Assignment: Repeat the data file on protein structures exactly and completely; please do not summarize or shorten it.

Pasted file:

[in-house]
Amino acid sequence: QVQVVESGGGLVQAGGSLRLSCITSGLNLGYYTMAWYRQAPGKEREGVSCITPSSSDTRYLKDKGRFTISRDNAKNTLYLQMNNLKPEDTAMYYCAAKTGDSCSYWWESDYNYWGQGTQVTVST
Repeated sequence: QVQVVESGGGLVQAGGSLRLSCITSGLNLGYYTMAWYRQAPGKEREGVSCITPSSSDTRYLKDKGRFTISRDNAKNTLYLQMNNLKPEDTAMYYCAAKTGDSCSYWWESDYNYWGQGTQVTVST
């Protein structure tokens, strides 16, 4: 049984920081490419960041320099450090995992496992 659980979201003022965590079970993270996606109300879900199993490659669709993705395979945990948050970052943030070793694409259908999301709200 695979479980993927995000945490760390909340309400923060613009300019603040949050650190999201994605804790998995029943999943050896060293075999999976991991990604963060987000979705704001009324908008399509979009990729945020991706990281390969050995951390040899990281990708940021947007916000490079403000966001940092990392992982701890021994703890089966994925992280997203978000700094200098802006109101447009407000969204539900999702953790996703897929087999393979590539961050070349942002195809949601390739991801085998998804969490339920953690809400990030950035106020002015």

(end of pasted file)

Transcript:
[in-house]
Amino acid sequence: QVQVVESGGGLVQAGGSLRLSCITSGLNLGYYTMAWYRQAPGKEREGVSCITPSSSDTRYLKDKGRFTISRDNAKNTLYLQMNNLKPEDTAMYYCAAKTGDSCSYWWESDYNYWGQGTQVTVST
Repeated sequence: QVQVVESGGGLVQAGGSLRLSCITSGLNLGYYTMAWYRQAPGKEREGVSCITPSSSDTRYLKDKGRFTISRDNAKNTLYLQMNNLKPEDTAMYYCAAKTGDSCSYWWESDYNYWGQGTQVTVST
């Protein structure tokens, strides 16, 4: 049984920081490419960041320099450090995992496992 659980979201003022965590079970993270996606109300879900199993490659669709993705395979945990948050970052943030070793694409259908999301709200 695979479980993927995000945490760390909340309400923060613009300019603040949050650190999201994605804790998995029943999943050896060293075999999976991991990604963060987000979705704001009324908008399509979009990729945020991706990281390969050995951390040899990281990708940021947007916000490079403000966001940092990392992982701890021994703890089966994925992280997203978000700094200098802006109101447009407000969204539900999702953790996703897929087999393979590539961050070349942002195809949601390739991801085998998804969490339920953690809400990030950035106020002015």